Body & Soul
Kenneth Branagh Inhabits the Role of FDR Like No Actor Before Him
Newsday, 24 April 2005
Someone asked me recently if I thought Franklin Delano Roosevelt could be elected president today given the different demands of the TV age. Would he be photogenic enough? Would his accent and speaking style play with modern voters?
I honestly don't know, but I suspect actor Kenneth Branagh, doing the FDR impersonation he does in HBO's "Warm Springs," could give most any current Republican or Democrat a tough race.
Branagh is astonishing in the role. Roosevelt has been played well before - by Ralph Bellamy in the 1960 movie "Sunrise at Campobello" and by Edward Herrmann in the celebrated 1976 TV miniseries "Eleanor and Franklin" - but never has an actor so effectively channeled his magnetic energy. When we see Branagh's FDR early in the HBO film in a re-created black-and-white newsreel, he radiates electricity like a dynamo.
But "Warm Springs" focuses primarily on the four-term president (1933-45) who almost wasn't. Much of the content will probably be news to all but most serious history buffs. We've not seen FDR like this. Photos from the period depicted were destroyed by the State Department in the name of national security.
The first glimpse that screenwriter Margaret Nagle and director Joseph Sargent give us is Roosevelt being hoisted out of the ocean after his morning dip like a netted fish. His attendants untangle him. His legs are as lifeless as rubber hoses.
It's 1924. Three years earlier, the aristocratic New Yorker - cousin of President Theodore Roosevelt, a former assistant secretary of the Navy and Democratic vice-presidential nominee - had contracted the dreaded, little-understood disease polio. Now a paraplegic, he is living on a houseboat in Florida in bitter, self-imposed exile from his wife, his family and a destiny he no longer believes will be his.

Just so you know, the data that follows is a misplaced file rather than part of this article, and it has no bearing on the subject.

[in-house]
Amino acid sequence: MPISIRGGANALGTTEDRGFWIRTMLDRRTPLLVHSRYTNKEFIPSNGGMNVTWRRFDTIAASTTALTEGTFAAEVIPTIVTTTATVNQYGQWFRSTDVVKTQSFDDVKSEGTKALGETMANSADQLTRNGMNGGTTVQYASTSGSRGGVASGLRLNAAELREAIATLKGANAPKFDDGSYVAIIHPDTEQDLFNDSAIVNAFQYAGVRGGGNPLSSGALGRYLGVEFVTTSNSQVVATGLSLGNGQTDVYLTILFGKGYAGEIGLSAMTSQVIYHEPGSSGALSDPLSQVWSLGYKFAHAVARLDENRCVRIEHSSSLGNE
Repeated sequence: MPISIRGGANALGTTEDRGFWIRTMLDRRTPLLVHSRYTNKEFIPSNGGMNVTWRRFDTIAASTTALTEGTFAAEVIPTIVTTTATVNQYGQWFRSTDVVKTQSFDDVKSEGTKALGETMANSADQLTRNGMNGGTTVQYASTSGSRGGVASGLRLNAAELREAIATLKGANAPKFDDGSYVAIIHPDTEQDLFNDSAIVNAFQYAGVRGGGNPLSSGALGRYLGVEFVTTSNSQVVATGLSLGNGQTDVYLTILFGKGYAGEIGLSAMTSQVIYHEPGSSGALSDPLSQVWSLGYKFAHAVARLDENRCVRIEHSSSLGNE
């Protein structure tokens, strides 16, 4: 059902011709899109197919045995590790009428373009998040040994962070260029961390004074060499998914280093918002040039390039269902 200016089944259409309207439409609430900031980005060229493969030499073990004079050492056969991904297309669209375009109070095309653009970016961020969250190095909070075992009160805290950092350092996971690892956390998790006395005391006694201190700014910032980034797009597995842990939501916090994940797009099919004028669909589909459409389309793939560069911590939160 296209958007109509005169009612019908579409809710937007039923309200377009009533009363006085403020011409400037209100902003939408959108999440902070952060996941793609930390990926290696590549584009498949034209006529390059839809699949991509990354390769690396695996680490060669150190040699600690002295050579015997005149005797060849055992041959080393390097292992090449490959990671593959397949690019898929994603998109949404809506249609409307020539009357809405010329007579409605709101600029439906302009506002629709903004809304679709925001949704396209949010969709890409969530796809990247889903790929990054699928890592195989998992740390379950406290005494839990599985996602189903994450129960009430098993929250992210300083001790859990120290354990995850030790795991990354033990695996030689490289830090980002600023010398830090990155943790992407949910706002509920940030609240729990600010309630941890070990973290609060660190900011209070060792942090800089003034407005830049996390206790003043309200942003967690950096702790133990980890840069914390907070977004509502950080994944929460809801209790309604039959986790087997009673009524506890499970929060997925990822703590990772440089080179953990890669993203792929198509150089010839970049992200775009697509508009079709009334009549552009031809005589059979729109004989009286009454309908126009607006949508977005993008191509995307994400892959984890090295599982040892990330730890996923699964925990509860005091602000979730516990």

His longtime political adviser, Louis Howe (David Paymer), arrives one day with news of another polio victim, a boy, who regained some use of his legs after exercising in the warm, mineral-rich waters of a spa in the backwoods of Georgia.
Roosevelt's already evident snobbery is magnified when he and his wife, Eleanor (Cynthia Nixon), are driven past hardscrabble farms and groveling shacks to the peeling Meriwether Inn in Warm Springs. He literally turns up his nose. "I can't stay here," he tells manager Tom Loyless (Tim Blake Nelson). "This place is a wreck."
"Yes, we've seen better days," replies Loyless, an ex-newspaperman of comparable bluntness. "But then, I imagine, so have you."
"Warm Springs" is a splendid example of a TV movie staple, the triumph-over-adversity drama. Its uplift quotient is enhanced by its honesty about Roosevelt's doubts and dark nights on the way to coming to terms with his condition.
The movie is also much-needed social history for the young and the forgetful. It re-creates a time when there was no safety net save charity and when people recoiled from polio victims, even blue-blooded ones, as though they were lepers.
The central idea of Nagle's script - hardly accidental, I suspect, at a time when the worth of Roosevelt-era government programs such as Social Security is being challenged - is that his experiences at Warm Springs humbled him, heightened his empathy for people less fortunate and made him a better man and more electable candidate.
There's a parallel story line about shy, mousy Eleanor's blossoming into a confident public speaker and social advocate, a transformation begun in the movie when she discovers Franklin's affair with her social secretary and completed during the period when he was off drinking and feeling sorry for himself in Florida. Nixon is no Jane Alexander, who defined the role of Eleanor in two "Eleanor and Franklin" miniseries (and who registers strongly in "Warm Springs" as Franklin's mother, the imperious Sara Delano Roosevelt). But the former "Sex and the City" co-star does affectingly embody the future first lady's growing strength and stature.
There are other strong performances, including Paymer, Nelson and Kathy Bates, who plays physical therapist Helena Mahoney. But the movie belongs to Branagh. The expression on his FDR's face the first time he takes a few steps in the buoyant springs water is reason enough to start engraving his best actor Emmy.